Sunday, 22 March 2015

Building Hymopack (Part 1.)

The lawn sign of Hymopack, an industry that manufactures plastic merchandise bags and will soon be represented on the West Toronto Junction.

The Prototype 

In an earlier post, I'd mentioned the process of modelling Korex, a large industry that takes rail deliveries of plastic pellets in covered hoppers. The industry I'm modelling now, Hymopack, also takes plastic pellet hoppers. Located on Medulla Avenue in Etobicoke, Hymopack makes merchandise bags for retail stores. According to their website, the company's clients include Home Depot, and other retail stores such as Canadian Tire and The Beer Store.

Interestingly, there's another rail-served plastics plant on the main spur I model: Polytainers. There they turn plastic pellets into containers you find at the grocery store, the kind that hold everything from Hummus to ice cream. I'm not modelling Polytainers but it's interesting that three rail-served plastics facilities are located fairly close together in one area of Etobicoke (West Toronto).

The Building

This is the exterior of Hymopak. It's the brown brick building on the left with metal cladding. You can see the tops of the white tanks above the yellow brick building on the right.

Hymopack operates out of a brick building with metal cladding, typical of modern industries. The spur that serves the building descends southward from the CP east-west mainline and curves west into the back of the building. The hoppers are unloaded into a series of at least 10 large storage tanks. The tanks are placed well back of the street.

You can see the aerial view below. Medulla Ave. is visible at the left:

An aerial view of the industry. The road is at the left, the industry stretches a few hundred meters away from the road. You can see a cut of four covered hoppers used to deliver plastic pellets on the spur. There is no way to get near the spur track without trespassing, so I have to rely on this Bing maps image and what I can see from the road, which is more than enough.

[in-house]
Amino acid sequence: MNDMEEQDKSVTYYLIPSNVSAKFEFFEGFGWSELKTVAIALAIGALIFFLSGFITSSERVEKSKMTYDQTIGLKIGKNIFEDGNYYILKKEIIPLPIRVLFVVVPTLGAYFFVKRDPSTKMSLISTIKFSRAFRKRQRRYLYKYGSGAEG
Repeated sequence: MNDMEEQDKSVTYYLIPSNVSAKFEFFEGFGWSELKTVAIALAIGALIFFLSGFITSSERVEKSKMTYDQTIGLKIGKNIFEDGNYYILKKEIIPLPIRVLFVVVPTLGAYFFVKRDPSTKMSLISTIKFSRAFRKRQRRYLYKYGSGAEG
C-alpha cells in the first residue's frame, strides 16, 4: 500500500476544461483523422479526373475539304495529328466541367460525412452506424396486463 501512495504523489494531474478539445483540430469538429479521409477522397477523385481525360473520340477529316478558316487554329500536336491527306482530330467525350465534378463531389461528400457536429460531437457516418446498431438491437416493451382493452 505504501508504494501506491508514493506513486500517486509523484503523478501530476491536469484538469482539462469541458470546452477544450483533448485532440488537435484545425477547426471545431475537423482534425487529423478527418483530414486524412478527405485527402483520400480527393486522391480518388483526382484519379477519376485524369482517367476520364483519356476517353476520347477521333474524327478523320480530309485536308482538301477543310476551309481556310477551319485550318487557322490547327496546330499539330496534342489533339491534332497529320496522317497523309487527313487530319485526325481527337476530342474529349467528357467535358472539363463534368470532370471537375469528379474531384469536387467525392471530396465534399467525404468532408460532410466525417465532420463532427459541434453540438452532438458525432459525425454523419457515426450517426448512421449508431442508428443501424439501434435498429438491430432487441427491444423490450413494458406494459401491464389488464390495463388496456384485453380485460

Obviously this industry is too big to model to scale. When I'm aiming for here is something that captures the look and feel of this industry. At a train show recently I picked up a preowned (but still unbuilt)  Walthers Plastic Pellet Transfer kit.

Here's what image from the kit's box:
Tanks from this Walthers Plastic Pellet Transfer kit look almost identical to the ones in use at the industry I'm modelling.

Here's a shot of the top of the tanks at Hymopack. This is as close as I could get to the tanks without trespassing!


This kit features four silos almost identical to the ones in use at Hymopack. They are white, appear to have a similar proportions, are connected by overhead walkways and have cage ladders for access.

My plan is to combine these four silos with a brick building flat set against the backdrop. The spur that will serve this industry is located in the southwest corner of my basement. Now I realize that I'll have far fewer tanks thank the prototype industry. For anyone planning to play 'spot the differences" I'll just say that I'm trying to capture the general "look and feel" of the prototype, not build a flawless scale replica of it. If I ever come across a second Plastic Pellet Transfer kit maybe I'll add more tanks. Foor now, I'll just stick to an array of four tanks.

I like how the company logo appears on the two tanks closest to Medulla Ave. The logos are positioned at different viewing angles.  I'm going to try to recreate that using an image of the logo from either the Internet or the lawn sign picture.

One interesting thing about the Hymopack tanks is that the two closest to the road have the company's logo painted on them. I plan to do the same on the model.

More on that process in the next post. I will also show how I'm scratch-building the structure itself.